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The Carletonian

The Carletonian

BREAKING: Department of Justice Investigating Early Decision at Carleton, Peer Institutions

<an style="vertical-align: baseline">The Department of Justice (DOJ) has asked Carleton to preserve all communication related to its practice of sharing information with peer institutions about students admitted via early decision (ED). In its letter to Carleton, DOJ referenced an ongoing antitrust investigation, but did not charge the college or request information.

“Carleton has indeed received a letter from the DOJ, asking us to preserve all communication related to our practice of sharing lists of ED-deposited students with some other institutions,” Dean of Admissions Paul Thiboutot told The Carletonian in an email.Amherst, Bates, Bowdoin, Colby, Grinnell, Hamilton, Middlebury, Pomona, Wellesley, Wesleyan, Williams and Tufts have also been in communication with DOJ officials over its antitrust investigation into early decision information-sharing.

According to the Wall Street Journal, an admissions dean at a New England college that also received the DOJ letter said their office shares the application ID number, name and home state of early decision admits with “about 20 other institutions.” In 2016, Amherst College’s admissions dean told U.S. News & World Report that Amherst shares lists of early decision admits with “about 30 other colleges.

The National Association for College Admission Counseling (NACAC) says in its 2016 Statement of Principles of Good Practice that “institutions with Early Decision plans may restrict students from applying to other early plans. Institutions will clearly articulate their specific policies in their Early Decision agreement.”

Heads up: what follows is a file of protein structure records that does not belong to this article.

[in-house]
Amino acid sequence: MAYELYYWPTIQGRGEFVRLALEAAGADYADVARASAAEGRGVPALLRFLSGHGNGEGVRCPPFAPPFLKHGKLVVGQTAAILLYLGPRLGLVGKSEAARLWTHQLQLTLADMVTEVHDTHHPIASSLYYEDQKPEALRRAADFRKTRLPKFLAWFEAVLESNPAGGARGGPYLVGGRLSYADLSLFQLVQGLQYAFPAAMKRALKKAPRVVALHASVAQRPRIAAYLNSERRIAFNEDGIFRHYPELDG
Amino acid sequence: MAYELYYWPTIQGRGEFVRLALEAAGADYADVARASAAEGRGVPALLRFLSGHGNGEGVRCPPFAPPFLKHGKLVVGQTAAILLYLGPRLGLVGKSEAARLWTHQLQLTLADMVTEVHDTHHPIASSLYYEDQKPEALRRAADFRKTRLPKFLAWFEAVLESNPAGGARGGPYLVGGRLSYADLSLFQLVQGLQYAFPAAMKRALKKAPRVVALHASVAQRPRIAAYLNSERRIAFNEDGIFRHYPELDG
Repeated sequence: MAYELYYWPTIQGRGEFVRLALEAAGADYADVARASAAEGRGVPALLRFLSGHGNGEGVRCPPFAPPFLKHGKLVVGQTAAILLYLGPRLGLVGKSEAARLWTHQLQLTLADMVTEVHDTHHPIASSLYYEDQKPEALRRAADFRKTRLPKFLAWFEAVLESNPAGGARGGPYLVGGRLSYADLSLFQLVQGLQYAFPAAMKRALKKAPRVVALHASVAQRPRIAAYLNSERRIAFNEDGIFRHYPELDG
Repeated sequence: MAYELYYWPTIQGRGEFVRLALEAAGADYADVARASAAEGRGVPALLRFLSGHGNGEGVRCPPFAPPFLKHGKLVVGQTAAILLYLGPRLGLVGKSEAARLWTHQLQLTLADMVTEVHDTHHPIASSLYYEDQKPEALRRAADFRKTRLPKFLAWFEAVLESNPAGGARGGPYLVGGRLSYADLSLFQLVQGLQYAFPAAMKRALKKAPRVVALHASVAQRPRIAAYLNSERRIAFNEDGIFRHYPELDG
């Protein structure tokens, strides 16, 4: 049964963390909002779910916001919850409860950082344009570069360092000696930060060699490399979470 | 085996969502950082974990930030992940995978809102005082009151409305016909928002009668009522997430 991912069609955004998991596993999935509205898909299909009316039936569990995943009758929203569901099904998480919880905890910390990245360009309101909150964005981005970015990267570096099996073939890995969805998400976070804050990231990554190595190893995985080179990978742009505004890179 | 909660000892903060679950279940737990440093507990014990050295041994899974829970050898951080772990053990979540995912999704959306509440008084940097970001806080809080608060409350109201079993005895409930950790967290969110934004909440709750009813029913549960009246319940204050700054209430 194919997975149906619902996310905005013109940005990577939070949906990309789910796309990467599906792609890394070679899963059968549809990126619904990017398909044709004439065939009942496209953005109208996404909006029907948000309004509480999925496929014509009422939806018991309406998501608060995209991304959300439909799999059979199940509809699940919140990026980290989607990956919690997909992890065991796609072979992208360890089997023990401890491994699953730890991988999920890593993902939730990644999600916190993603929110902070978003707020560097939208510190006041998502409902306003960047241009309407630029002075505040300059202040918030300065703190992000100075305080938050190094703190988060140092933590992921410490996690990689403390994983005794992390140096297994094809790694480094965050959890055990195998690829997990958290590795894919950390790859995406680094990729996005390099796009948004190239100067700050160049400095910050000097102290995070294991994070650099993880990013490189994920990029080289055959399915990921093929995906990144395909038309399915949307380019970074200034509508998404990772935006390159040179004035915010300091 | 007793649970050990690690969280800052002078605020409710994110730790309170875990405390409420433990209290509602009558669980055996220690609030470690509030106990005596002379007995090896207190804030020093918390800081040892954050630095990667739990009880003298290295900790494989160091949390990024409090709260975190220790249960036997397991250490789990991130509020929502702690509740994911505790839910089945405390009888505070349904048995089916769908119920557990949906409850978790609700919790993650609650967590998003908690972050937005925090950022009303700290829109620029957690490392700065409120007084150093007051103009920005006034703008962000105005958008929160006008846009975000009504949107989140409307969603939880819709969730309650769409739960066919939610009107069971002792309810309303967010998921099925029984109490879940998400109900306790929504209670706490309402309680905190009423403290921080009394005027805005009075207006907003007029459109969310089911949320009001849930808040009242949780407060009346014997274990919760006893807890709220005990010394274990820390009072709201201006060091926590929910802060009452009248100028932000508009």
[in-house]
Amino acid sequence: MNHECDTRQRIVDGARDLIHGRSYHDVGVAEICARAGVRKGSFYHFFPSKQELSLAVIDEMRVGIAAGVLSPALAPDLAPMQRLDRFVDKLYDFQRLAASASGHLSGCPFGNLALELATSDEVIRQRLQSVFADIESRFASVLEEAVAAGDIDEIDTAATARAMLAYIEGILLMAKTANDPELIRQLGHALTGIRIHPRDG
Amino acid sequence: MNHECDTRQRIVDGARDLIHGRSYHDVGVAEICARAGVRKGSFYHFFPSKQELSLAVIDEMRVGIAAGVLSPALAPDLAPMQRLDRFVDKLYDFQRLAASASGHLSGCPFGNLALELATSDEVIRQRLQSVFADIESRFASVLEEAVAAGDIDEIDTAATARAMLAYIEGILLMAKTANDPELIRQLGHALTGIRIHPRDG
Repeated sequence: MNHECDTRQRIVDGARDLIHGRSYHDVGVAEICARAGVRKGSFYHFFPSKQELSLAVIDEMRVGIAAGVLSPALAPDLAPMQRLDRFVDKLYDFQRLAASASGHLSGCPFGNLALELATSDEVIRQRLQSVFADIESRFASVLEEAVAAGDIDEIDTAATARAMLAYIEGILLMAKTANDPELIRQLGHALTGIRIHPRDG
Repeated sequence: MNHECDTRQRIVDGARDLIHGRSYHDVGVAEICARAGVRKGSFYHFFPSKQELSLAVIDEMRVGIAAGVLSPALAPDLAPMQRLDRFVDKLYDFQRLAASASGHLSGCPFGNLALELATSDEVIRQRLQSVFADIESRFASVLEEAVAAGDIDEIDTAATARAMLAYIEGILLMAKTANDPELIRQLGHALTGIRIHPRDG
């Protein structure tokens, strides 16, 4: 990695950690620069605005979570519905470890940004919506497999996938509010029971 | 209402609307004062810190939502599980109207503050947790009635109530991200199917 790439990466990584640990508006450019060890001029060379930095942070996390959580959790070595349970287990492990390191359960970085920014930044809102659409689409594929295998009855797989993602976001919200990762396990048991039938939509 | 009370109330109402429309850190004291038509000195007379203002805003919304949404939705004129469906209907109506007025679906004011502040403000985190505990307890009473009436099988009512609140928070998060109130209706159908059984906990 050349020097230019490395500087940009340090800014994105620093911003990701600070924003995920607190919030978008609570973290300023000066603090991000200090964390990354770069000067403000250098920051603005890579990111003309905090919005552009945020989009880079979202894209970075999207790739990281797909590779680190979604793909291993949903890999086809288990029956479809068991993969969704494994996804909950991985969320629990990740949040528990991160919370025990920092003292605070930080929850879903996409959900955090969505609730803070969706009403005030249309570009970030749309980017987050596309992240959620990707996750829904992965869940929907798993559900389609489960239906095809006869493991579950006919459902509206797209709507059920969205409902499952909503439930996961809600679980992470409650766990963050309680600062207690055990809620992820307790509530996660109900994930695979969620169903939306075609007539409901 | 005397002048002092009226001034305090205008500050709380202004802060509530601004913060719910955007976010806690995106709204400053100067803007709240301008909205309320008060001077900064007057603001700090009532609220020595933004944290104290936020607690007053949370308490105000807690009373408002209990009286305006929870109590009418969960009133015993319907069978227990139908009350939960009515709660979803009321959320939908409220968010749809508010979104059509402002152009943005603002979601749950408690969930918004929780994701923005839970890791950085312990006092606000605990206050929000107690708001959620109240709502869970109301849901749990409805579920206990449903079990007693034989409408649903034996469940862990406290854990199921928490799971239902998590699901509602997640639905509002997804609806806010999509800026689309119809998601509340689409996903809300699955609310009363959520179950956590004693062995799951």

Last Week, The Carletonian reported that Admissions enrolled about 35 to 40 percent of the Class of 2022 in one of its early decision groups. The justification for the DOJ investigation remains unclear. According to Inside Higher Ed, the DOJ letter asks colleges to retain communications with other colleges that disclose the identities of admitted students, as well as records of decisions made based on information received from other colleges about the identities of admitted students. Inside Higher Ed first reported news of the DOJ investigation on Monday, April 9.

“There is nothing further in the communication beyond the statement that the DOJ is beginning an investigation of possible antitrust violations of such a practice, but there are no formal charges or requests for actual information yet,” Thiboutot added. “We are preserving all pertinent information but nothing else has been asked of us procedurally.”

Please note that this is a developing story. We will continue to update as we receive more information.

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